(31 Days) A Difficult Mind: Day 30, Lessons from Downton Abbey

I’ve joined the 31 Day Blogging Challenge…31 Days of exploring what it means to live with a neurodiverse child. #write31days

Toss

“Harsh reality is always better than false hope.” Dr. Clarkson, Downton Abbey

Who knew a little bit of British TV could be so compelling? In a conversation with my husband about this month he told me he had no idea how I’ve written about this subject for 30 days, it feels so hopeless and sad.

The dear doctor from Downton summarizes it well. I would rather live in the harsh reality of this life than be hurt day after day by false hope. Yet, I still hope.

Lesson 1: Not all hope is false.

There are very few guarantees in this life but the few that exist give me reason to hope. My son is alive. Living, breathing, walking, talking. There is hope in life. Right now hope and eternal hope.

My hope that our son can learn isn’t false. We have seen him learn, change and grow. Sure the going is slow but there is going.

My hope that our son can love isn’t false. He wrote me a note one day that said “My favorite person is you.” Me, the person who disciplines him, gives consequences and pushes him to do hard things. I know he is capable of love because beyond all that he sees that we do those things because we love him. To see love loved out in a harsh world is to be able to embrace it and experience it and live it.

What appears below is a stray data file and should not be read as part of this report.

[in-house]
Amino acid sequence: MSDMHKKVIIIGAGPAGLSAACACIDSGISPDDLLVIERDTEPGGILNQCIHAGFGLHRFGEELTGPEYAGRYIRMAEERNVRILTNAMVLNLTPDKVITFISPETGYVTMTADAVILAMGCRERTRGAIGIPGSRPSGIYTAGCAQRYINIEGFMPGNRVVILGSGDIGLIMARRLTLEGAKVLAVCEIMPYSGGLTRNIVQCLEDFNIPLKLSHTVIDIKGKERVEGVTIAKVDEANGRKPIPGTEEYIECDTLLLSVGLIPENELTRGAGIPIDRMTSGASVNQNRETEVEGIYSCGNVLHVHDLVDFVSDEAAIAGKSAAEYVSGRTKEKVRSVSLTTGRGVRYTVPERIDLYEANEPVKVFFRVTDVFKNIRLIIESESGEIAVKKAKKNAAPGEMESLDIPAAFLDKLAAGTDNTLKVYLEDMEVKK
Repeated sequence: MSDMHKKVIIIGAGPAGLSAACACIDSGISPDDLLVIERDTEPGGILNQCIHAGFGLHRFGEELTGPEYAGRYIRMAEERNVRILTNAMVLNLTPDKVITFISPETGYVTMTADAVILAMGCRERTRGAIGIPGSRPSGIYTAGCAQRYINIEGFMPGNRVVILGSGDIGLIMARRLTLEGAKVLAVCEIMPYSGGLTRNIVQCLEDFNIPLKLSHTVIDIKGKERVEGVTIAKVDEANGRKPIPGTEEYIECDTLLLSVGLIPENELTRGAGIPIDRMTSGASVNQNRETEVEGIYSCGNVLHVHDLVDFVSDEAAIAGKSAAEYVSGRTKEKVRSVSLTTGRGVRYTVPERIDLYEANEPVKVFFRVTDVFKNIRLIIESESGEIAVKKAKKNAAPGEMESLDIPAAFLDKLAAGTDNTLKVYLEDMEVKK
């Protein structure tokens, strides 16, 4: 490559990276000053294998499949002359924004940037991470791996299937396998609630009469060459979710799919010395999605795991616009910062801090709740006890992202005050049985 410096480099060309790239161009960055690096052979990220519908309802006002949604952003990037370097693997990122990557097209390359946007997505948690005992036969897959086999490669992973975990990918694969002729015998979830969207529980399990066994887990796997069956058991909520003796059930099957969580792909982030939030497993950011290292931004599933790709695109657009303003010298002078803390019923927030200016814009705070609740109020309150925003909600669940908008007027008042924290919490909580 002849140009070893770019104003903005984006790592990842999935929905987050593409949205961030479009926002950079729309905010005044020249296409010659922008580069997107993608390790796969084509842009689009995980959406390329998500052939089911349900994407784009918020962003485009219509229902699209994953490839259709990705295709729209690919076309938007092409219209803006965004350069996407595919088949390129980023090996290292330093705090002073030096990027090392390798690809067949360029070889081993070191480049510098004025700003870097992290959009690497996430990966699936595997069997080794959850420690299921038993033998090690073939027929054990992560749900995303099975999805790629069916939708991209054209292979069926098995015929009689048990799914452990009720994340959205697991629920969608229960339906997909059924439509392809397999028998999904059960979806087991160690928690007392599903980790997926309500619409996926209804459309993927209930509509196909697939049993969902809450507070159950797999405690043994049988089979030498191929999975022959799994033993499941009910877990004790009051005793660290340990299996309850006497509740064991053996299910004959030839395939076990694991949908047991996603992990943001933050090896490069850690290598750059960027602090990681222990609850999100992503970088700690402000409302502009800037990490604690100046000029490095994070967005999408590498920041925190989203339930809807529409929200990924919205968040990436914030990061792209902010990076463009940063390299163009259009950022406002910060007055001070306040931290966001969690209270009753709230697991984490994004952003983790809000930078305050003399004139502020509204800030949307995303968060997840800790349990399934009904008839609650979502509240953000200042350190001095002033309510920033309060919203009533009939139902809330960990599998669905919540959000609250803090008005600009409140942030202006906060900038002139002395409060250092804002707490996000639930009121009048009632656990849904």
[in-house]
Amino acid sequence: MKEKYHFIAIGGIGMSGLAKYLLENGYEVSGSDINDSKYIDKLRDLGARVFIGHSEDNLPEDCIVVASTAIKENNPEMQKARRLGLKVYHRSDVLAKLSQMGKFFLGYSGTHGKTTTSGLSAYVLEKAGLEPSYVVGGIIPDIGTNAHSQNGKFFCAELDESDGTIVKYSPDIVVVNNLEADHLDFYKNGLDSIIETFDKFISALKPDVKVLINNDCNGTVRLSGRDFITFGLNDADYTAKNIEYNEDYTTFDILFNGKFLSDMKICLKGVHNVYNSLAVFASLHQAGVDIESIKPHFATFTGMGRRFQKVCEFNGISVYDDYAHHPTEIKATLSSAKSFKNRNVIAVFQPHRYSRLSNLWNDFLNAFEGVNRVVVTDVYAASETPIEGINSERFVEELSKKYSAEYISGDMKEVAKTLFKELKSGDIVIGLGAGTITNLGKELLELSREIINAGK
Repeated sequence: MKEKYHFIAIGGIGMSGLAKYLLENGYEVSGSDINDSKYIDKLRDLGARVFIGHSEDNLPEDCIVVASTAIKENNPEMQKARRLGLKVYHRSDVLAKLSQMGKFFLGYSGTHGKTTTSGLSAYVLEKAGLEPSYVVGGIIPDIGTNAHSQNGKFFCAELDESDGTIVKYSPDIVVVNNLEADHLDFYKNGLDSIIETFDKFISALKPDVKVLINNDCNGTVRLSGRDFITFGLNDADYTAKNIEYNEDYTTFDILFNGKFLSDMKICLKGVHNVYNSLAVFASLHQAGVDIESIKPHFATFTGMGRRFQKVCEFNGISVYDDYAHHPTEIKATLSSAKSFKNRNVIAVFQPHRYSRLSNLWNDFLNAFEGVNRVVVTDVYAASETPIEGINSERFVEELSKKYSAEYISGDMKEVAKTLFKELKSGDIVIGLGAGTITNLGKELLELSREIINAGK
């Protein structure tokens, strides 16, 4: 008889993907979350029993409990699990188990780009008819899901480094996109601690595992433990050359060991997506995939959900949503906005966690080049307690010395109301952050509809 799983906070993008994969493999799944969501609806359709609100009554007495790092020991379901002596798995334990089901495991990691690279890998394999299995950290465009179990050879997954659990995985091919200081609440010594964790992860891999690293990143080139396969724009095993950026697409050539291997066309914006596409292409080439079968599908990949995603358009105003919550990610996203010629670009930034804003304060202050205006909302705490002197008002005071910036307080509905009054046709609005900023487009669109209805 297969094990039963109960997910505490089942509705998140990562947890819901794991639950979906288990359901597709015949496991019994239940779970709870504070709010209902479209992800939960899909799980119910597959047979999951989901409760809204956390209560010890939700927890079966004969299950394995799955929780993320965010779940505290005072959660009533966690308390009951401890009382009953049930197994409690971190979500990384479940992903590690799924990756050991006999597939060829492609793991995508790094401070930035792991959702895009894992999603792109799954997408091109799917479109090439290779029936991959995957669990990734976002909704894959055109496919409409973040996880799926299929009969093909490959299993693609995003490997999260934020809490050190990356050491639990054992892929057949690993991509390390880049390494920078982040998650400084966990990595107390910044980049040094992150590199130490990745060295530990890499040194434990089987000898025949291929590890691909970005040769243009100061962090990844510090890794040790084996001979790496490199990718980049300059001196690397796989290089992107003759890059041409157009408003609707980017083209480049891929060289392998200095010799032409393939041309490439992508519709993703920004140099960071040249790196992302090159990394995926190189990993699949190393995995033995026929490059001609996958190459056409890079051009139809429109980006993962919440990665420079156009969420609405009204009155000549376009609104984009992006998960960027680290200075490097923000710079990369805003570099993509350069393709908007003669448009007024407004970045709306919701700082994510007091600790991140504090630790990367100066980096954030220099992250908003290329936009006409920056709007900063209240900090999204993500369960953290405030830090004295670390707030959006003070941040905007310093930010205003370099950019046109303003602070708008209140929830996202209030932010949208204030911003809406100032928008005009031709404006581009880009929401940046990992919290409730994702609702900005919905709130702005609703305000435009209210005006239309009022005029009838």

Lesson 2: Harsh reality, is harsh

I can’t ignore what is right in front of me. I can’t ignore the sadness or the violence. I can’t ignore that it is hard for me and my husband. I can’t ignore that our other kids live in a world that isn’t ideal.

These things do make me sad. They are hard to deal with and I do get exhausted.

Just because I am willing to accept my harsh reality doesn’t make it go away. It does give me a point of reference, a place to start and an honest lens to view the world through.

Lesson 3: We need wise voices on this journey.

Just like Dr. Clarkson was to Thomas the valet, I need wise and experienced voices in my life.

I need to hear from people who have been on this journey. I need to hear the difficult words that those closest to me have to say. I need to surround myself with wise community so that I can avoid the deluge of false hope that so easily entangles me.

 

Today, as I prepare my report for our afternoon therapy session, I am reminded of the harshness of my reality. Hope. Real hope. The promise that my son can and that even if he can’t, he has already come so far. We are a living miracle.

 

“Hope and sorrow in it all there’s rescue and there’s not.”

There’s Rescue: I have come far enough to be able to accept our harsh reality and put off false hope.

There’s Not: There are still days when I hope for a miracle cure. It is hard not to get swallowed up by false hope.

Today I am thankful for this journey. How far we have come and what lies ahead.

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